Auckland and Wellington suburbs typically have higher rents than the rest of the country. Few suburbs in Christchurch, for example, have average rents over $500 per week.
No suburb in Queenstown currently has rents over $700 per week, although Kelvin Heights, Warren Park and Lake Hayes exceeded this level in 2019 before Covid struck.
Outside Auckland and Wellington, Tauranga is the area with the most rapidly rising rental prices, but again no suburbs average more than $700 per week.
Renters United organiser Robert Whitaker said he was "unfortunately not surprised at all" by the Herald's rent rise data.
"It's getting more expensive and we're now seeing it spreading to Tauranga, Hamilton and elsewhere. We need much greater Government intervention on the supply side and to protect tenants via rent control."
Renters United says more than a third of New Zealanders are tenants but successive governments have turned a blind eye as rents have climbed higher and higher, outstripping wage growth, especially in Auckland and Wellington.
Unaffordable rents affect all renters, the lobby group says.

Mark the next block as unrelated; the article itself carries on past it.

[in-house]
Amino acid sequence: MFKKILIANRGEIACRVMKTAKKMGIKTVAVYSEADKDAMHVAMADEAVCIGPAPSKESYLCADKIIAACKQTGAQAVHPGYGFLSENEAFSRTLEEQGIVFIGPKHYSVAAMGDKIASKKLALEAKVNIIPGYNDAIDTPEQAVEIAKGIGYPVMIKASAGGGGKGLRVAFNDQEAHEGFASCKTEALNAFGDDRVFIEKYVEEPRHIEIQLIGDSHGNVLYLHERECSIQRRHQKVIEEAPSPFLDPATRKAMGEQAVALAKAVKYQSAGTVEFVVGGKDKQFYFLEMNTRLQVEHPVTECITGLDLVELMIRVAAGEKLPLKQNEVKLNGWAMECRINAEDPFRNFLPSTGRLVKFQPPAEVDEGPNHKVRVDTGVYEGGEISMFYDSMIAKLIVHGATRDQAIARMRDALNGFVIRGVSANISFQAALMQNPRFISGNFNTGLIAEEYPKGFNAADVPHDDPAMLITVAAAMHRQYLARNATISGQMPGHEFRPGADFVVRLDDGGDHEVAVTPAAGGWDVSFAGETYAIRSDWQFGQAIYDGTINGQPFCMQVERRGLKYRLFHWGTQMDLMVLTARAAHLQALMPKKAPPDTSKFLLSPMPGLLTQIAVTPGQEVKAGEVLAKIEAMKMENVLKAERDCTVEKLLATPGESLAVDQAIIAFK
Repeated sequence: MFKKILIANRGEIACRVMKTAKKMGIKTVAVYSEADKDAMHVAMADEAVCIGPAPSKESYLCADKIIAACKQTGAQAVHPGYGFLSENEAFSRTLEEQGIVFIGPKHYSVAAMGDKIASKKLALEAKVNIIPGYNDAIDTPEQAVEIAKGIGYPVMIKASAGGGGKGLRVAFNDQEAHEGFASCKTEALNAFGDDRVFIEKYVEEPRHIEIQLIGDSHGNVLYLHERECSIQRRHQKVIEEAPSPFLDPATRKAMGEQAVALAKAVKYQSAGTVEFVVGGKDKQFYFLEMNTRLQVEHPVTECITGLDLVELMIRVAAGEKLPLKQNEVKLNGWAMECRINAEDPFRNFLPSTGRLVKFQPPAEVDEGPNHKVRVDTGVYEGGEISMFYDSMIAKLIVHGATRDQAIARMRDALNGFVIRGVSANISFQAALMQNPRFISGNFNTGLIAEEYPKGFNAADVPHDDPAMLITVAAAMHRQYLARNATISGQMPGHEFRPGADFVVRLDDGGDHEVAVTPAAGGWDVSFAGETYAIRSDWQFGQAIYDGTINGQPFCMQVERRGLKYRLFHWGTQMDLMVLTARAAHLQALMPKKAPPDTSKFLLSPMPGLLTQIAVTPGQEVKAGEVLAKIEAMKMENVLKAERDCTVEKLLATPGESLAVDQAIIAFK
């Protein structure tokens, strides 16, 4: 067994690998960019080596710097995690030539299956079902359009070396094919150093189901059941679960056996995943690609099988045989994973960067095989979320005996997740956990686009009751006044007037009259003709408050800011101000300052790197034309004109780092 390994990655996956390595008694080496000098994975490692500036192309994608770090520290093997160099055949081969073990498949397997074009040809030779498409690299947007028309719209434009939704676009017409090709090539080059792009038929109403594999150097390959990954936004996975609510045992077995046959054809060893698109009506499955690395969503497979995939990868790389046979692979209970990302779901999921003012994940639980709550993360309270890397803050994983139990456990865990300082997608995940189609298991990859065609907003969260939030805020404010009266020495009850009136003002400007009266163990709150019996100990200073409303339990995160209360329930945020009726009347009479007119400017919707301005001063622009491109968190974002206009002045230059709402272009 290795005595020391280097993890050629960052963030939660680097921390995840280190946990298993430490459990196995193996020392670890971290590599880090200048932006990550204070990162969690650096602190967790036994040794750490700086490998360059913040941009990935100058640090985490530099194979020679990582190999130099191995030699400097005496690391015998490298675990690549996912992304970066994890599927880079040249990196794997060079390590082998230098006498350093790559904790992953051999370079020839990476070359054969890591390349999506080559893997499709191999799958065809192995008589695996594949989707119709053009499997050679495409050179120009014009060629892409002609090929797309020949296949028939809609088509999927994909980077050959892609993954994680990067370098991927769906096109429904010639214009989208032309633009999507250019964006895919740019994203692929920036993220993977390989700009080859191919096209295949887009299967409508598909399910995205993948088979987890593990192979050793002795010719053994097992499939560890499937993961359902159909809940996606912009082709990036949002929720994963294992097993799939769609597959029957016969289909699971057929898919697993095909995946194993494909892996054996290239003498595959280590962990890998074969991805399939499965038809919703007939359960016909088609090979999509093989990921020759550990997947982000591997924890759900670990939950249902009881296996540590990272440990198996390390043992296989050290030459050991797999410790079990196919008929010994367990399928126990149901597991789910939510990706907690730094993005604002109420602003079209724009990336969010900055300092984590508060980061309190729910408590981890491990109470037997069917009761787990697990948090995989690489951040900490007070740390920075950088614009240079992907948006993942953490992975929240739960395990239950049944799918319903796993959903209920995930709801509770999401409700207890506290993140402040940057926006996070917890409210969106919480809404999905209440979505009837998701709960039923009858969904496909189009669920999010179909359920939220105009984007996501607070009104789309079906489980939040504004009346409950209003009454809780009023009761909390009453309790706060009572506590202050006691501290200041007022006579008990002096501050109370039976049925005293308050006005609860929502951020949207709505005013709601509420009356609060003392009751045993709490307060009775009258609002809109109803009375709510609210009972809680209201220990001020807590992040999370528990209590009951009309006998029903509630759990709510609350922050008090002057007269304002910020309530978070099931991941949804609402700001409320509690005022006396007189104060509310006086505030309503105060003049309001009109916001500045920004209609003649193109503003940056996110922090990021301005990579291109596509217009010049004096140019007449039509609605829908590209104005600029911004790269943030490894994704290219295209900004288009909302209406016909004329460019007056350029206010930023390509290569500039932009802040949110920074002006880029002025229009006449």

"For aspiring homeowners, it diverts income away from saving for a deposit. For those on low incomes, it forces impossible choices between paying the bills, feeding themselves and their family and losing their home."
Philippa Howden-Chapman, professor of public health at Otago University, is concerned about rising costs.
She says we know already from all too many studies that there is a rapidly growing problem with severe housing deprivation.
She is worried about the number of people whose rent takes more than 50 per cent of their income, who are living in dilapidated, overcrowded conditions or houses where there is no privacy or security of tenure.
On February 11, the Government introduced the biggest reforms to the rental sector in 35 years, severely limiting reasons for eviction and banning rent rises any more than annually. From July, new healthy homes standards will also be fully in force, all resulting in an outcry from landlords who house around 1.3m tenants.
The Greens, like Renters United, want to go further with rent controls, via a new independent agency to determine what a reasonable rent increase will be in different parts of Aotearoa each year.
That agency could factor in inflation, the cost of living, average wage growth, and borrowing costs, barring landlords from raising rents more than an annual limit under the Greens' regime.
The party says more than four out of 10 people who rent spend 30 per cent or more of their income on weekly payments. Any more than 30 per cent on rent is classed internationally as "unaffordable".